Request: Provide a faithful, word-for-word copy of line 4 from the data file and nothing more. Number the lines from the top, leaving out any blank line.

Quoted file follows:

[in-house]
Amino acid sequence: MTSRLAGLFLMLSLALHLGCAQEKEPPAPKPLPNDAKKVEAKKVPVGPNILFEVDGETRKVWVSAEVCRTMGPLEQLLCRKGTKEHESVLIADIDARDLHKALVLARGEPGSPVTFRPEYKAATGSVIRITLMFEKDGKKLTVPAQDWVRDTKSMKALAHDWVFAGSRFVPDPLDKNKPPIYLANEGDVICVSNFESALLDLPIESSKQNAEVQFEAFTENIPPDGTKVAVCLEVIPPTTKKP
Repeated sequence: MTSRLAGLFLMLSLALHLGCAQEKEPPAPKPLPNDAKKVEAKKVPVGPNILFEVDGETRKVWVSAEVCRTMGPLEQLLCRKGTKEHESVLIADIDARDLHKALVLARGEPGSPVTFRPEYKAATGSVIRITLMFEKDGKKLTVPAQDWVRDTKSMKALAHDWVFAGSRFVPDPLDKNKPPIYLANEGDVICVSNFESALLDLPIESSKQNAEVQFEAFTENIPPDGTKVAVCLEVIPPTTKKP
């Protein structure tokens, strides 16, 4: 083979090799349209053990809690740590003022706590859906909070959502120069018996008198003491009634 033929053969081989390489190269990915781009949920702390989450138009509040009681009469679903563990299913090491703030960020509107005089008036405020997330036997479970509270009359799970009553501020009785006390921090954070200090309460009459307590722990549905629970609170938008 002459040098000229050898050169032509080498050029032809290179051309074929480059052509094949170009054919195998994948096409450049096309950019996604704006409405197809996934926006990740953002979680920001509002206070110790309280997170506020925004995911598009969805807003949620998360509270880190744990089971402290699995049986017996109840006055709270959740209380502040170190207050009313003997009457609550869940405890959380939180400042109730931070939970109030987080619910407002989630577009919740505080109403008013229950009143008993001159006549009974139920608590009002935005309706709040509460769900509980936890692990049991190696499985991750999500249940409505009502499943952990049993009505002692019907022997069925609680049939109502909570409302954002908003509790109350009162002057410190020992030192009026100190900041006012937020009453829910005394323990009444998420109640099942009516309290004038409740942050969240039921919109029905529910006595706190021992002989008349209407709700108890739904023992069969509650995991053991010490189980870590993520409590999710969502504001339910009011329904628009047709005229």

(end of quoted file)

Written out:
């Protein structure tokens, strides 16, 4: 083979090799349209053990809690740590003022706590859906909070959502120069018996008198003491009634 033929053969081989390489190269990915781009949920702390989450138009509040009681009469679903563990299913090491703030960020509107005089008036405020997330036997479970509270009359799970009553501020009785006390921090954070200090309460009459307590722990549905629970609170938008 002459040098000229050898050169032509080498050029032809290179051309074929480059052509094949170009054919195998994948096409450049096309950019996604704006409405197809996934926006990740953002979680920001509002206070110790309280997170506020925004995911598009969805807003949620998360509270880190744990089971402290699995049986017996109840006055709270959740209380502040170190207050009313003997009457609550869940405890959380939180400042109730931070939970109030987080619910407002989630577009919740505080109403008013229950009143008993001159006549009974139920608590009002935005309706709040509460769900509980936890692990049991190696499985991750999500249940409505009502499943952990049993009505002692019907022997069925609680049939109502909570409302954002908003509790109350009162002057410190020992030192009026100190900041006012937020009453829910005394323990009444998420109640099942009516309290004038409740942050969240039921919109029905529910006595706190021992002989008349209407709700108890739904023992069969509650995991053991010490189980870590993520409590999710969502504001339910009011329904628009047709005229």